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How to build an emergency fund – Find out

For an emergency fund, the investments should be made only in specific assets which generate safe and stable returns and provide high liquidity, so that they can be sold off instantly when the need arises.

Emergency funds are specifically created for the unprecedented events of life which could come uninvited. These funds are also required to be kept aside, in case there is a job loss in the family and the family needs to pull off expenses till the time another job is found. 

Shiv Parekh, Founder of hBits says, “EMIs on home and car loans, school fees, etc., for a duration of say, six months to a year, in the event of a financial crisis arising, health issues or the death of the earning member also requires emergency funds.” 

Therefore, for an emergency fund, the investments are suggested to be made only in specific assets which generate safe and stable returns and provide high liquidity. So that they can be sold off instantly when the need arises.

How to build an emergency fund? 

To build an emergency fund, Parekh explains, “one needs to set a target date, take stock of existing assets, set aside a lump sum amount under an open-ended fund scheme which can be withdrawn in case of any kind of emergency.” 

For an emergency fund, it is suggested that one should draw a monthly commitment towards their fund and try to have a different or separate account for accumulation. Experts say this is the base for building a corpus for an emergency fund. Once the base is built, the funds can keep getting stocked up. 

How much should you have as an emergency fund?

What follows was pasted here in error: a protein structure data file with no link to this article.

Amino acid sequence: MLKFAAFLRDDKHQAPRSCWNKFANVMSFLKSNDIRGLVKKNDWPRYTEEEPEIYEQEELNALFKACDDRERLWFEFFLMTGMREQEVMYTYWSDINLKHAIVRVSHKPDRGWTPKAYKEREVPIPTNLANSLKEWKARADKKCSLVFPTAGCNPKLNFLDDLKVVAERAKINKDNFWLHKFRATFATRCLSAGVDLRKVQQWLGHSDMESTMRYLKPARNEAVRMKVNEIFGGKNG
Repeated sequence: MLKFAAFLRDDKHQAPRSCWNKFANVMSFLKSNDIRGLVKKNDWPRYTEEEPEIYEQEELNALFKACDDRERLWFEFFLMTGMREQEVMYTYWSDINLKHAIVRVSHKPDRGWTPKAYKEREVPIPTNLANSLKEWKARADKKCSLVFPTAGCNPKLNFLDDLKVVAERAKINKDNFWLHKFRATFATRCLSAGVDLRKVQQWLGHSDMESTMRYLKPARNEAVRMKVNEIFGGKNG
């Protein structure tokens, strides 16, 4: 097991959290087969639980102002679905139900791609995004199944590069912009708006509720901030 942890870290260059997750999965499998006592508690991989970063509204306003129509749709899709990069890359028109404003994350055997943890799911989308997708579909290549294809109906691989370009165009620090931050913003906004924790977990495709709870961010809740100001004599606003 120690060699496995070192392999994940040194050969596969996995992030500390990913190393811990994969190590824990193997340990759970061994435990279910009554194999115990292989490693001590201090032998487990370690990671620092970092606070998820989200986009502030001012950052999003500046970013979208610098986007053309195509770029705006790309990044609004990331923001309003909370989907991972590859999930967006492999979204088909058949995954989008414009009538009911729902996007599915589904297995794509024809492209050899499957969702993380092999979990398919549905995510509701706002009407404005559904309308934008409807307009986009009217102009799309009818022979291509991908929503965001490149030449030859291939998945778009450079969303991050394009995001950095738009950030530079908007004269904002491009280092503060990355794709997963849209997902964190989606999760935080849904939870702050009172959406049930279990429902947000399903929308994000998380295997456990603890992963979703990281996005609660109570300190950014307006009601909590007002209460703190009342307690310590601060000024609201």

Depending on your income and expenses, an emergency fund can be equivalent to three to six months of one’s monthly income. Having said so, start small. Start putting away a small amount of money and then slowly increase your corpus. 

Should you look at fractional ownership to build an emergency fund?

Commercial real estate is known to be a good option for building an emergency fund, however, the steep buying price is often a deterrent. That’s where, Parekh says, “one could consider commercial property investment through fractional ownership which allows participation in the market through the purchase of pre-leased commercial property in ticket sizes of Rs 25 lakh, making it affordable to the average investor.”

According to some experts, the key reasons why one should consider fractional ownership for creating their emergency fund are liquidity, stability and assured returns. 

Fractional ownership generates rental income of 8-10 per cent per year and capital appreciation of 5-10 per cent annually leading to high returns. Parekh adds, “It is more liquid than residential real estate, as it is easier to find genuine buyers and liquidate the investment.” 

Many fractional ownership platforms also help owners list their property on the site with an average wait time for liquidation of a few months. Experts say the comparatively low wait time means there is no need to enter into a distress sale and lose out on one’s capital investment.

Parekh says, “Individuals looking for a place to park their wealth can look at fractional ownership in combination with other options like liquid funds. The monthly rent from investment can add to the income and help one tide over an emergency.”

He further adds, “One can also sell off the investment at a profit in case he or she has to meet a large demand for funds. A unique model that combines safety, liquidity and good returns, fractional ownership is a great option to store and grow an emergency fund.”

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